Sigh of relief. I admit it. It was a hard one.
The transition from the grand themes of Exodus to the arcane nitty-gritty of Leviticus was jarring. And yes, there were many reasons for the multiple breaks—travel, work, road trips, family responsibility, and that wonderful thing called summer—but still, when I’m honest, can I truly say the subject matter had nothing to do with it?
Leviticus was hard. Reading the intricacies of each chapter was hard; finding an image was hard; being inspired was hard. Animal dissections, strange (and many no longer practiced) rules of ritual purity and impurity, leprosy, the altar, the limitations on permitted food, and limitations on sexuality…
Yet strewn between are also some of the greatest biblical landmarks: “Do not bear a grudge… love your neighbor as yourself” “Do not hate your brother in your heart”; “do not curse the deaf, or put a stumbling block before the blind”; the care for justice; the active command to protect the weak and vulnerable; the repeated injunctions to make space for the stranger. A mix of high and low; animal body parts and love for your neighbor. It’s a discordant mix to the modern ear. Grand themes wrapped in the language of ritual, tying together vicera and spirit. There is no Cartesian duality here, no way to separate the body and the “soul/ life spirit” (nefesh) that so dominates this book/
Having slogged through the laws of sacrifice, I’ve come to realize that on its own terms, Leviticus is unified, and a logical stage to follow Exodus. Genesis revolved around the creation of the self, with how the self “reaches forth [its] hand” to handle the world. It is the story of developing individual, wrapped in oedipal themes, sibling rivalry, and the sparks of connection between man and woman.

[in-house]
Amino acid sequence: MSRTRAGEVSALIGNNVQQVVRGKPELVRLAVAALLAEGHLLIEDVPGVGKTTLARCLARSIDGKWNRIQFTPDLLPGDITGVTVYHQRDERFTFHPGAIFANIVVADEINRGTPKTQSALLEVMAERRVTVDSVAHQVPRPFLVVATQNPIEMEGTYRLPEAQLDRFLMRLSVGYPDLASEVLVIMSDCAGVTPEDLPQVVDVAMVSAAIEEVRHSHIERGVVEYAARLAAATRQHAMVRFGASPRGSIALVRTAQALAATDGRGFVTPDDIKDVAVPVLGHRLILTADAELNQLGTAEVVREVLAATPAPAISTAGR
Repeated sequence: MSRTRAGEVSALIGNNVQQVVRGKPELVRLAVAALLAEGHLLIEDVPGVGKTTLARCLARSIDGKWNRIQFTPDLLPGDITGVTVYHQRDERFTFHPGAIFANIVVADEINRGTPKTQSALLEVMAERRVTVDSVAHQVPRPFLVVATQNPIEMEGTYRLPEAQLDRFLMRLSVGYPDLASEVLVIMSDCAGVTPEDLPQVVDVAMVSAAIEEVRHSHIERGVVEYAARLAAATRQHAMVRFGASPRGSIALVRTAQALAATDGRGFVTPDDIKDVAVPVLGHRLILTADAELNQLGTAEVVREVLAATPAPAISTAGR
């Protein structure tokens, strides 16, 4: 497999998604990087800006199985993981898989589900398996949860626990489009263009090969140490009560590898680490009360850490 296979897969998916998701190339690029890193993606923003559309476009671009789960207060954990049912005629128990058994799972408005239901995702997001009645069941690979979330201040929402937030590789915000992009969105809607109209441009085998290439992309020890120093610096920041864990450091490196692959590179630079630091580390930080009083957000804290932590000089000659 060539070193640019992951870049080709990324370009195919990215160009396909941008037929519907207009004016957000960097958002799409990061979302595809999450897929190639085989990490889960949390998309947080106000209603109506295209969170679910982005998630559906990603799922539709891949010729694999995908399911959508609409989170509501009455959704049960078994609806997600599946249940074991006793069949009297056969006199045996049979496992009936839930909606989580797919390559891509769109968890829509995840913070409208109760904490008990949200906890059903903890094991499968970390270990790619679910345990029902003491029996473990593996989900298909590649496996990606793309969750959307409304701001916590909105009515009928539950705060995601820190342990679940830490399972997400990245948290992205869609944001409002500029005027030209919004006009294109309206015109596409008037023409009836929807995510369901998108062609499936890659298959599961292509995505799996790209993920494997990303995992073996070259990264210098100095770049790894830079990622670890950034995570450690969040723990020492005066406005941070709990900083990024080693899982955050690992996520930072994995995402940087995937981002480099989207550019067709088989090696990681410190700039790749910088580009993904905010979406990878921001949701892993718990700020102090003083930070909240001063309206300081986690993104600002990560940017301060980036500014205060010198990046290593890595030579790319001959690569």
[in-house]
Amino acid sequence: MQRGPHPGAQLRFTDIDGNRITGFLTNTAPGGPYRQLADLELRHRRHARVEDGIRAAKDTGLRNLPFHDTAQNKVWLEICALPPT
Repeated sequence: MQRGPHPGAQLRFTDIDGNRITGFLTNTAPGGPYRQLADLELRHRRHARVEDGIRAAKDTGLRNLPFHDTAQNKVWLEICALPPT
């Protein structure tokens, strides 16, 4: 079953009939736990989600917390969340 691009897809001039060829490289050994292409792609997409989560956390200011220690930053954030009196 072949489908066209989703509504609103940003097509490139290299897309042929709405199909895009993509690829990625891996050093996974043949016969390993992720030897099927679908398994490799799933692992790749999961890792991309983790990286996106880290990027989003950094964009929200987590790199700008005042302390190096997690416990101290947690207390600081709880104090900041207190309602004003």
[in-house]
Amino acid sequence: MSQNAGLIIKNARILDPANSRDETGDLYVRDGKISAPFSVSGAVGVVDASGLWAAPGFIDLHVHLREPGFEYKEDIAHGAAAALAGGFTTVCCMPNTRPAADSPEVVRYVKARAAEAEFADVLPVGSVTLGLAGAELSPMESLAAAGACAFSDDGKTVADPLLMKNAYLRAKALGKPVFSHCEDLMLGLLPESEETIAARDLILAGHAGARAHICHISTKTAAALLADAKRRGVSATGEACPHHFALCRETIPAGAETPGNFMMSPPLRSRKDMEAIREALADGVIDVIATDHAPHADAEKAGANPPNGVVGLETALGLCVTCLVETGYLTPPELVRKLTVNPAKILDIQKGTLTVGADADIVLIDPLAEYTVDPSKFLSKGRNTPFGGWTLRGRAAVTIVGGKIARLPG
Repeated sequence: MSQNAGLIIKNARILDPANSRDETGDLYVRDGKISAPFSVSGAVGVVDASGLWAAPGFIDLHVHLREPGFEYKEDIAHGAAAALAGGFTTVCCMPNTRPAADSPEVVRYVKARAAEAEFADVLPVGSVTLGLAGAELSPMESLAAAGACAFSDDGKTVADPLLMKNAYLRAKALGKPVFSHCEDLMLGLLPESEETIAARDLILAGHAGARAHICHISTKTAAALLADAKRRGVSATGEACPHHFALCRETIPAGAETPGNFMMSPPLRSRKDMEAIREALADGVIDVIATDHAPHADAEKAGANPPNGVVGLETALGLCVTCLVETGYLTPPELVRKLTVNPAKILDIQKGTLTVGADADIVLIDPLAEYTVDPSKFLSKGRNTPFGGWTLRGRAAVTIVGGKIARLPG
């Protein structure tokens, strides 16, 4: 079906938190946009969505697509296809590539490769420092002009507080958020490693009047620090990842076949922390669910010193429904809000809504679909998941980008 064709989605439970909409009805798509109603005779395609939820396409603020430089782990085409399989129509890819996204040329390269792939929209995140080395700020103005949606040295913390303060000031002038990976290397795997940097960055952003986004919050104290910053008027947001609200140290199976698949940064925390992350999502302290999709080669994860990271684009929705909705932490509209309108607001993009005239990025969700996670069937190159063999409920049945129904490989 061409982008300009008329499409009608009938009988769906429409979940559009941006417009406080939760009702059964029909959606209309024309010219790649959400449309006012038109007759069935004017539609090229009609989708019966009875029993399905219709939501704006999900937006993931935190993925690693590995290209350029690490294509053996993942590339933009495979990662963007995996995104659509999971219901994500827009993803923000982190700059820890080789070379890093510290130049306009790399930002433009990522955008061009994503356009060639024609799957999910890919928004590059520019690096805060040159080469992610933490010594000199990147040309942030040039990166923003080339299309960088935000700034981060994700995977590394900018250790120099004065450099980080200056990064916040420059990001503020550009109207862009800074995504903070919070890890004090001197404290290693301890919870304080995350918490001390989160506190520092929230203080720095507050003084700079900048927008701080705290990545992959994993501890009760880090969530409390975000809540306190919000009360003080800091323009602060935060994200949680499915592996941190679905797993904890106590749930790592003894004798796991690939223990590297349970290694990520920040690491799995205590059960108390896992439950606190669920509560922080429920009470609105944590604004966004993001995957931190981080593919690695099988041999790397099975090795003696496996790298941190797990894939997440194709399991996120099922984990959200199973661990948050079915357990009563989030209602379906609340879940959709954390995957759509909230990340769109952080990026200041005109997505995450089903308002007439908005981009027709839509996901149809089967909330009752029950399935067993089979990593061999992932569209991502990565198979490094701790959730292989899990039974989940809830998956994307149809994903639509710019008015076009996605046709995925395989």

In Exodus, we more from the formation of the self, to the formation of the community. The book deals with the creation of a collective identity around the relationship to God. It closes with the establishment of the Dwelling, the shared space of God and humanity.
In Leviticus, we move into the Dwelling itself, into this consecrated space of relationship. All the rituals revolve around the creation of boundaries. We define what can be ingested into the body; what must be left outside. Who enters, who is outside, and what happens in the liminal space of connection. Relationship is a dangerous space: come too close, and one is ingested by the fire; go too far, and one is “cut off” from one’s people. Intimacy requires the liminal space, the dividing waters, in order to survive. When the divider disappears, the “soul revolts” in existential nausea.
The ritualistic definition of relationship in turn reflects back on Genesis’ presentation of the self in formation. If Genesis revolves around questions of possession, money and value, Leviticus closes by redefining the limits of possession. Land and humanity cannot be truly owned; only valued. Yet there is a level of connection so deep—“for the Land is Mine”—that it breaks all local bonds of connection. In “devotion” to God, we can no loner speak of value or money. Ther e is only the object itself. In the end, the space of relationship redefines the self.